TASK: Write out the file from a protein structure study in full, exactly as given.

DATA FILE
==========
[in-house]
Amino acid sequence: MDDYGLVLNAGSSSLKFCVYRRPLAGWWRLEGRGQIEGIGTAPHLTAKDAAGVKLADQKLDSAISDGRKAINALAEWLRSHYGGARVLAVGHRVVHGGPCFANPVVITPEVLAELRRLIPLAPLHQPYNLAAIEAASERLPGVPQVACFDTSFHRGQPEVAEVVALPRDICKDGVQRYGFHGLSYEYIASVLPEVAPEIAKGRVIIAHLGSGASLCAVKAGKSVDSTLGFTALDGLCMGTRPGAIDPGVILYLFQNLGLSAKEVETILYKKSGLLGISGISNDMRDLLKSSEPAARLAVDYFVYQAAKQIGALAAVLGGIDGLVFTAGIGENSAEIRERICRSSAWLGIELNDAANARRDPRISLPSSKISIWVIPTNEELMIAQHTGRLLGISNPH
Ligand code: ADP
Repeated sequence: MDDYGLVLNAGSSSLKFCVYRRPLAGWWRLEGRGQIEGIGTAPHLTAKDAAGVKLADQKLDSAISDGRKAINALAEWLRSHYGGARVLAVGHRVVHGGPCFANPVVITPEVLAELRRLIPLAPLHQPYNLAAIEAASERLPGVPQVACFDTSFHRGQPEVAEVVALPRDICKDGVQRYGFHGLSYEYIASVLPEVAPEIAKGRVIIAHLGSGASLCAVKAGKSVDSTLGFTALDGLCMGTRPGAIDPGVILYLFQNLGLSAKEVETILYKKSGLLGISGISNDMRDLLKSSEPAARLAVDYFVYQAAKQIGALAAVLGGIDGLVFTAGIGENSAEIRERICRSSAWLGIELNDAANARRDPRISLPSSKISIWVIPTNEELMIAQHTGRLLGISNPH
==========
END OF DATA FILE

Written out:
[in-house]
Amino acid sequence: MDDYGLVLNAGSSSLKFCVYRRPLAGWWRLEGRGQIEGIGTAPHLTAKDAAGVKLADQKLDSAISDGRKAINALAEWLRSHYGGARVLAVGHRVVHGGPCFANPVVITPEVLAELRRLIPLAPLHQPYNLAAIEAASERLPGVPQVACFDTSFHRGQPEVAEVVALPRDICKDGVQRYGFHGLSYEYIASVLPEVAPEIAKGRVIIAHLGSGASLCAVKAGKSVDSTLGFTALDGLCMGTRPGAIDPGVILYLFQNLGLSAKEVETILYKKSGLLGISGISNDMRDLLKSSEPAARLAVDYFVYQAAKQIGALAAVLGGIDGLVFTAGIGENSAEIRERICRSSAWLGIELNDAANARRDPRISLPSSKISIWVIPTNEELMIAQHTGRLLGISNPH
Ligand code: ADP
Repeated sequence: MDDYGLVLNAGSSSLKFCVYRRPLAGWWRLEGRGQIEGIGTAPHLTAKDAAGVKLADQKLDSAISDGRKAINALAEWLRSHYGGARVLAVGHRVVHGGPCFANPVVITPEVLAELRRLIPLAPLHQPYNLAAIEAASERLPGVPQVACFDTSFHRGQPEVAEVVALPRDICKDGVQRYGFHGLSYEYIASVLPEVAPEIAKGRVIIAHLGSGASLCAVKAGKSVDSTLGFTALDGLCMGTRPGAIDPGVILYLFQNLGLSAKEVETILYKKSGLLGISGISNDMRDLLKSSEPAARLAVDYFVYQAAKQIGALAAVLGGIDGLVFTAGIGENSAEIRERICRSSAWLGIELNDAANARRDPRISLPSSKISIWVIPTNEELMIAQHTGRLLGISNPH